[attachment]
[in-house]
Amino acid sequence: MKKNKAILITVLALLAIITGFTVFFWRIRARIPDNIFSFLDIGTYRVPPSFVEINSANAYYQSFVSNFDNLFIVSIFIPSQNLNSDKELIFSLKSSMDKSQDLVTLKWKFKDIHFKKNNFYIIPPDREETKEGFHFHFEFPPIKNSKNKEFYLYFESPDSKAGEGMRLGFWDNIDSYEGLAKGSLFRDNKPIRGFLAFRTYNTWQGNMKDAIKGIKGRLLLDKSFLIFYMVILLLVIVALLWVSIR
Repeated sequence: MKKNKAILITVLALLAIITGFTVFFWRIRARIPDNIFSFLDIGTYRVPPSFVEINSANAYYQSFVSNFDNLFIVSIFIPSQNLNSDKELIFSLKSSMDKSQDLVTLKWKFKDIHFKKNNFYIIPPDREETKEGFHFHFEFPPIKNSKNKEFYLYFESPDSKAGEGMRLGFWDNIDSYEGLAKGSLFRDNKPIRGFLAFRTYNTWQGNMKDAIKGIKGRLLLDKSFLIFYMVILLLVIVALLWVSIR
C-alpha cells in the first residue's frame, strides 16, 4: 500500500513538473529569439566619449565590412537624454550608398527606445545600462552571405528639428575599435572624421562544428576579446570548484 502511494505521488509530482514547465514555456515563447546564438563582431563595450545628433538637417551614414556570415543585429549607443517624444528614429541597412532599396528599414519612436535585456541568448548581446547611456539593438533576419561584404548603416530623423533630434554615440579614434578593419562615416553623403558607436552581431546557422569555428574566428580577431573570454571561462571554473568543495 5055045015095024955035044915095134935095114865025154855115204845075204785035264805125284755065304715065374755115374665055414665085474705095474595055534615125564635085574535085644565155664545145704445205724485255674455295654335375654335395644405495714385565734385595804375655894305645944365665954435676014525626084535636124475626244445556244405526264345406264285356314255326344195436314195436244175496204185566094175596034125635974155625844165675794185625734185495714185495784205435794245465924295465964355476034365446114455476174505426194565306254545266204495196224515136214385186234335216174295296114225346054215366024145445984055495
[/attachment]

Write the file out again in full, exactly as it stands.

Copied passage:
[in-house]
Amino acid sequence: MKKNKAILITVLALLAIITGFTVFFWRIRARIPDNIFSFLDIGTYRVPPSFVEINSANAYYQSFVSNFDNLFIVSIFIPSQNLNSDKELIFSLKSSMDKSQDLVTLKWKFKDIHFKKNNFYIIPPDREETKEGFHFHFEFPPIKNSKNKEFYLYFESPDSKAGEGMRLGFWDNIDSYEGLAKGSLFRDNKPIRGFLAFRTYNTWQGNMKDAIKGIKGRLLLDKSFLIFYMVILLLVIVALLWVSIR
Repeated sequence: MKKNKAILITVLALLAIITGFTVFFWRIRARIPDNIFSFLDIGTYRVPPSFVEINSANAYYQSFVSNFDNLFIVSIFIPSQNLNSDKELIFSLKSSMDKSQDLVTLKWKFKDIHFKKNNFYIIPPDREETKEGFHFHFEFPPIKNSKNKEFYLYFESPDSKAGEGMRLGFWDNIDSYEGLAKGSLFRDNKPIRGFLAFRTYNTWQGNMKDAIKGIKGRLLLDKSFLIFYMVILLLVIVALLWVSIR
C-alpha cells in the first residue's frame, strides 16, 4: 500500500513538473529569439566619449565590412537624454550608398527606445545600462552571405528639428575599435572624421562544428576579446570548484 502511494505521488509530482514547465514555456515563447546564438563582431563595450545628433538637417551614414556570415543585429549607443517624444528614429541597412532599396528599414519612436535585456541568448548581446547611456539593438533576419561584404548603416530623423533630434554615440579614434578593419562615416553623403558607436552581431546557422569555428574566428580577431573570454571561462571554473568543495 5055045015095024955035044915095134935095114865025154855115204845075204785035264805125284755065304715065374755115374665055414665085474705095474595055534615125564635085574535085644565155664545145704445205724485255674455295654335375654335395644405495714385565734385595804375655894305645944365665954435676014525626084535636124475626244445556244405526264345406264285356314255326344195436314195436244175496204185566094175596034125635974155625844165675794185625734185495714185495784205435794245465924295465964355476034365446114455476174505426194565306254545266204495196224515136214385186234335216174295296114225346054215366024145445984055495